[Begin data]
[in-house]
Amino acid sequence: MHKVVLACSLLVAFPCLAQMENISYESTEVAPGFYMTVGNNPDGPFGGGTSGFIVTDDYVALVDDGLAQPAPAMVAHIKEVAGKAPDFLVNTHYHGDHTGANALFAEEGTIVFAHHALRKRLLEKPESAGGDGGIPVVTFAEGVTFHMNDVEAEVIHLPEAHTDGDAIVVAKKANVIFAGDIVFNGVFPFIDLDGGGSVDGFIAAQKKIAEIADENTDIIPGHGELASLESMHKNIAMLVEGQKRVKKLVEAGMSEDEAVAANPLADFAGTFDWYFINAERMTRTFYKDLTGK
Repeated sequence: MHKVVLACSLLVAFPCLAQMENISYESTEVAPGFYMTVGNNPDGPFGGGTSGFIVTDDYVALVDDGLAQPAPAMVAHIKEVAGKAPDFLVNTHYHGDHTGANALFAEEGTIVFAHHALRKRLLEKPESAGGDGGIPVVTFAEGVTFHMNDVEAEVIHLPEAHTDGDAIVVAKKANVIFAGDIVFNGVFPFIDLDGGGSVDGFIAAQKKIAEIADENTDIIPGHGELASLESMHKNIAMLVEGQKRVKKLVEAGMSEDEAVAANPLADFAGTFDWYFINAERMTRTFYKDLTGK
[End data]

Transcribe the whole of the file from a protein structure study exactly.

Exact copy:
[in-house]
Amino acid sequence: MHKVVLACSLLVAFPCLAQMENISYESTEVAPGFYMTVGNNPDGPFGGGTSGFIVTDDYVALVDDGLAQPAPAMVAHIKEVAGKAPDFLVNTHYHGDHTGANALFAEEGTIVFAHHALRKRLLEKPESAGGDGGIPVVTFAEGVTFHMNDVEAEVIHLPEAHTDGDAIVVAKKANVIFAGDIVFNGVFPFIDLDGGGSVDGFIAAQKKIAEIADENTDIIPGHGELASLESMHKNIAMLVEGQKRVKKLVEAGMSEDEAVAANPLADFAGTFDWYFINAERMTRTFYKDLTGK
Repeated sequence: MHKVVLACSLLVAFPCLAQMENISYESTEVAPGFYMTVGNNPDGPFGGGTSGFIVTDDYVALVDDGLAQPAPAMVAHIKEVAGKAPDFLVNTHYHGDHTGANALFAEEGTIVFAHHALRKRLLEKPESAGGDGGIPVVTFAEGVTFHMNDVEAEVIHLPEAHTDGDAIVVAKKANVIFAGDIVFNGVFPFIDLDGGGSVDGFIAAQKKIAEIADENTDIIPGHGELASLESMHKNIAMLVEGQKRVKKLVEAGMSEDEAVAANPLADFAGTFDWYFINAERMTRTFYKDLTGK